Unlike traditional retail shopping, where customers walk into a physical retail store to buy products off the shelf, e-commerce succeeds by shipping products directly to the customer’s home. Operating a delivery truck costs money, and drivers don’t drive for free.
An even bigger issue facing Amazon, however, is the fact that Amazon ’s growth has raised a series of red flags with members of Congress, President Donald Trump and several Democratic candidates running for president. To solve its problems, I believe Amazon should proactively approach Trump with a solution for how to make the USPS more efficient and eliminate the significant losses in revenue experienced by the postal service.
The USPS has lost $69 billion since 2007 and will continue losing money unless there are major reforms. The agency has $110 billion in unfunded liabilities for retiree pension and health care, and its workforce is accruing more retirement benefits every year.
Without major restructuring, the USPS is expected to lose tens of billions of dollars over the next decade. The Government Accountability Office (GAO) has put the USPS on its “high-risk” list for its dismal financial outlook.
Amazon would be required to ship mail and packages for any company that contracts the USPS. The strategic value to Amazon is that competitors couldn’t dump the USPS as there isn’t a viable alternative.
Amazon is favored to win several pending cloud computing contracts for additional government agencies in 2019. Contract Amazon to work jointly with the leadership of the USPS to utilize Amazon ’s expertise across logistics and last-mile delivery to identify the optimal transportation and logistics network for mail and package delivery.
(Multiple studies funded by the U.S. government regarding the postal service have recommended privatizing the USPS.) Set a fee for UPS, FedEx and other shippers to deliver packages to a mailbox.
(This is significant in terms of allowing Amazon to leverage its lockers to modernize the postal service and provide consumers with a much better customer experience.) Contract Amazon to identify the optimal business model whereby physical/online retail can be integrated into the postal service ecosystem to generate additional revenue.
In many cities and states where post offices are located, there are no grocery or convenience stores. Give Amazon the authority to make acquisitions like acquiring IPO Logistics or another third-party logistics company to give the USPS increased capabilities in shipping and delivering products too large to fit into the traditional parcel network (furniture, exercise equipment and other heavy/bulky products).
Allow Amazon to form strategic partnerships with any company of its choosing, if doing so improves the customer experience; enhances efficiency; reduces costs and complexity; and increases the viability of the USPS to generate revenue and profits. Postal Service would be viewed as the nuclear option due to the massive impact on the companies Amazon competes with the most.
For Amazon, acquiring the USPS would be viewed very positively by Congress; Amazon, the company that only cares about itself, could become the savior for a money-losing enterprise (the USPS) and generate tremendous good will on behalf of Congress and the American people. Giving Amazon the flexibility to rationalize the workforce of the USPS, to close and relocate post offices, to build and open combined retail/postal service locations, and to increase the scope of services provided by the USPS would solve the issues currently plaguing the U.S.
To eliminate any concerns over Amazon “gaming the network” to give itself an advantage over shipping products for other companies, Congress could mandate that the GAO and several third-party firms audit Amazon ’s pricing and operations to ensure fairness and transparency. From a strategy point of view, I believe Amazon acquiring the USPS is the single largest move Amazon could make to create an insurmountable competitive advantage as it relates to logistics and last-mile delivery.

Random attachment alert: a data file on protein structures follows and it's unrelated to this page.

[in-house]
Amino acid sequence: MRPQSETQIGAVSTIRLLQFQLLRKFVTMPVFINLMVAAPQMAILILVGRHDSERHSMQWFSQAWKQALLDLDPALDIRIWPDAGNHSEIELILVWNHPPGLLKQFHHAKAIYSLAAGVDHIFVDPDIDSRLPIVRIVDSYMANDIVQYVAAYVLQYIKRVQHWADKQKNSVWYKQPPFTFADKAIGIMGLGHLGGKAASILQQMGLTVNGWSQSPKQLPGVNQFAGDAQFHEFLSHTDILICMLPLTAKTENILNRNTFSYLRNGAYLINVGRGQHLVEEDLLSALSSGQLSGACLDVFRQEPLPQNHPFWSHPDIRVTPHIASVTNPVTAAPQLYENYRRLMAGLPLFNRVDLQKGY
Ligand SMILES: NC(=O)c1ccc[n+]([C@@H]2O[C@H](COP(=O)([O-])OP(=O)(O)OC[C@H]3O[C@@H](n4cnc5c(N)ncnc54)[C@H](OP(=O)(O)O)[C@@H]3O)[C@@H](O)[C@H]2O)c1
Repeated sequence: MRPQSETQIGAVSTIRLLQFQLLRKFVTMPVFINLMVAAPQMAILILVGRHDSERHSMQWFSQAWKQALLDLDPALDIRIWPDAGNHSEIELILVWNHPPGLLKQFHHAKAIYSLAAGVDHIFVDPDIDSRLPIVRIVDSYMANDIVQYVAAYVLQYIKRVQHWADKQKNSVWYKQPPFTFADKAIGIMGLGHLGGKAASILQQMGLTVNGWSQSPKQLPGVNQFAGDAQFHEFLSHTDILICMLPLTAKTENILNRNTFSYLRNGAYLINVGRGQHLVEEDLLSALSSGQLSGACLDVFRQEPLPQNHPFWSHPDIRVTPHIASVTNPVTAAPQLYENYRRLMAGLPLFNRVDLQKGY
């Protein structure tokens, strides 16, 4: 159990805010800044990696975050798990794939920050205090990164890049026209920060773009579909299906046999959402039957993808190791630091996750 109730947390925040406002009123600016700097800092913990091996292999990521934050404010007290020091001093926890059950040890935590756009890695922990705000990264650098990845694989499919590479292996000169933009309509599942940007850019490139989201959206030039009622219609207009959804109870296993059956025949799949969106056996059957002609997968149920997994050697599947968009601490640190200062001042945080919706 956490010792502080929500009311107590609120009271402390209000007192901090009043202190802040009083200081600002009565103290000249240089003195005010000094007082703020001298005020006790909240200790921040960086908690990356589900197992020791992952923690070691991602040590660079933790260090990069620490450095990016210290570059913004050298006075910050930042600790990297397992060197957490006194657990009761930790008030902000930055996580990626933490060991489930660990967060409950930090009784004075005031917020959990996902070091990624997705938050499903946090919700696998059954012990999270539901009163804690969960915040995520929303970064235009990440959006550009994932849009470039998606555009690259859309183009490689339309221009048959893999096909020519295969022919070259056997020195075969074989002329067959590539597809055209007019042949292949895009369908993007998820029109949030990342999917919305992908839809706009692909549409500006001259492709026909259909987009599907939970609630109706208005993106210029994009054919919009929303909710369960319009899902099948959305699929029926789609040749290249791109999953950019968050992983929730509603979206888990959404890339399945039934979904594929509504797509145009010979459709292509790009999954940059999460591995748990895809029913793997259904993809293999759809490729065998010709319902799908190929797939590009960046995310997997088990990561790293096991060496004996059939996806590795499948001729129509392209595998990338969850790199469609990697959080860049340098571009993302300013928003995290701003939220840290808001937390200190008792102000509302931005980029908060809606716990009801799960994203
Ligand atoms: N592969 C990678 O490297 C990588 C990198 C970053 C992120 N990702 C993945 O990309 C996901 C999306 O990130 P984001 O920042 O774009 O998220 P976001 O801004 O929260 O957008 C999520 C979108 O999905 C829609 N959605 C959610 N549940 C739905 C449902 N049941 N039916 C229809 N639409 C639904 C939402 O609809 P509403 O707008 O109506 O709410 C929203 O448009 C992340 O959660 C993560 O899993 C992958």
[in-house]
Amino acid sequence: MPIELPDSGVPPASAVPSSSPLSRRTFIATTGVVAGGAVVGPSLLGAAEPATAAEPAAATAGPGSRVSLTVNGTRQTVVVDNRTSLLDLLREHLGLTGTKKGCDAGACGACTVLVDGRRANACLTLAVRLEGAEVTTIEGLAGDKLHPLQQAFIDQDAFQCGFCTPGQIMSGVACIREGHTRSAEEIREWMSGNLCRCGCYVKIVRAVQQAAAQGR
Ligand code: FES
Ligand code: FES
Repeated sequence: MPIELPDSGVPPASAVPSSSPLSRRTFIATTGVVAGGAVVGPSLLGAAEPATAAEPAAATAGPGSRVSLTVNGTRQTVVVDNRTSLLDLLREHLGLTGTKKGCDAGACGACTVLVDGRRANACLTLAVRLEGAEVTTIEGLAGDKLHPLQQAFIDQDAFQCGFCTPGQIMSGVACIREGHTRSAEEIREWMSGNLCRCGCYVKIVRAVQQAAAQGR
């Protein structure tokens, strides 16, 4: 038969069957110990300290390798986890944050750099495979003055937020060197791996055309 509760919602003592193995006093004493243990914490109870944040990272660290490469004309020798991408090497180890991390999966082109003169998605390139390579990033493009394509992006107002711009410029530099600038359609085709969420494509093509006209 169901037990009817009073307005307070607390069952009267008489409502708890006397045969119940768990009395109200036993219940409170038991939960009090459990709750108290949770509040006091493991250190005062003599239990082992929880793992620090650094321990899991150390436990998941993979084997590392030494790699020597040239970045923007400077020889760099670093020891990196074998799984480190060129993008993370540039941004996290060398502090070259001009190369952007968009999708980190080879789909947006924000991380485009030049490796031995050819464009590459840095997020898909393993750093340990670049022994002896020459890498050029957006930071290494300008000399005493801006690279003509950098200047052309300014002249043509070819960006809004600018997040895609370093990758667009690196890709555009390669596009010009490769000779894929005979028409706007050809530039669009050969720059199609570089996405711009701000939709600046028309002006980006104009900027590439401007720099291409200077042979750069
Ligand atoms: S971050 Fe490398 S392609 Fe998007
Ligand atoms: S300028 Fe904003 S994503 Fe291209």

Trump -- who faces accusations from Democrats that funding cuts and operational changes at the post office are meant to stop mailed votes for Democratic challenger Joe Biden from being counted -- claimed in an interview with Fox News on Monday that Amazon is “maybe the biggest problem with the post office” because of the losses that the service takes on package deliveries. And in Yuma, Arizona, on Tuesday, he said Amazon should pay higher prices for shipping packages to cover the Postal Service’s costs.
The USPS has been losing billions of dollars a year for more than a decade as people use email and other online services to correspond, in addition to its onerous pension obligations. But its commercial package delivery service, which includes agreements with companies such as Amazon, FedEx Corp.
Terms of the Postal Service’s delivery deal with Amazon are confidential, however USPS has repeatedly said it doesn’t lose money on the agreement. In addition, the post office must cover its costs in its commercial package delivery business under the law.
In fact, shipping and packages have been the only growth segment for the Postal Service and jumped more than 50% to $8.3 billion in revenue in the third quarter, which ended June 30, according to fiscal 2020 results released Aug. 7. The pandemic drove up costs, including for personal protective equipment and paid sick leave, contributing to a net loss of $2.2 billion in the period, roughly in line with the year before.
Trump claimed in the Fox interview, without showing evidence, that the Postal Service loses about $3 per package with Amazon. The agreement with Amazon and other retailers has been “one of the few areas of growth in Postal Service revenues, experiencing double-digit increases in recent years and accounting for nearly 30% of its operating revenue in fiscal year 2017,” according to a letter led by the late Representative Elijah Cummings of Maryland in June 2018.
Cummings and fellow Democrat Gerald Connolly of Virginia called Trump’s charges related to the post office “inaccurate” and said the Amazon deal is comparable to other last-mile arrangements. Trump has long aimed insults at Amazon and its chief executive officer, Jeff Bezos, who owns the Washington Post, which has closely covered his administration’s foibles.
Even as the ongoing Covid-19 pandemic prompts states to step-up mail-in voting procedures, Trump, who’s trailing Biden in polls, has claimed without evidence that it routinely leads to massive fraud, raising concerns about attempted voter suppression.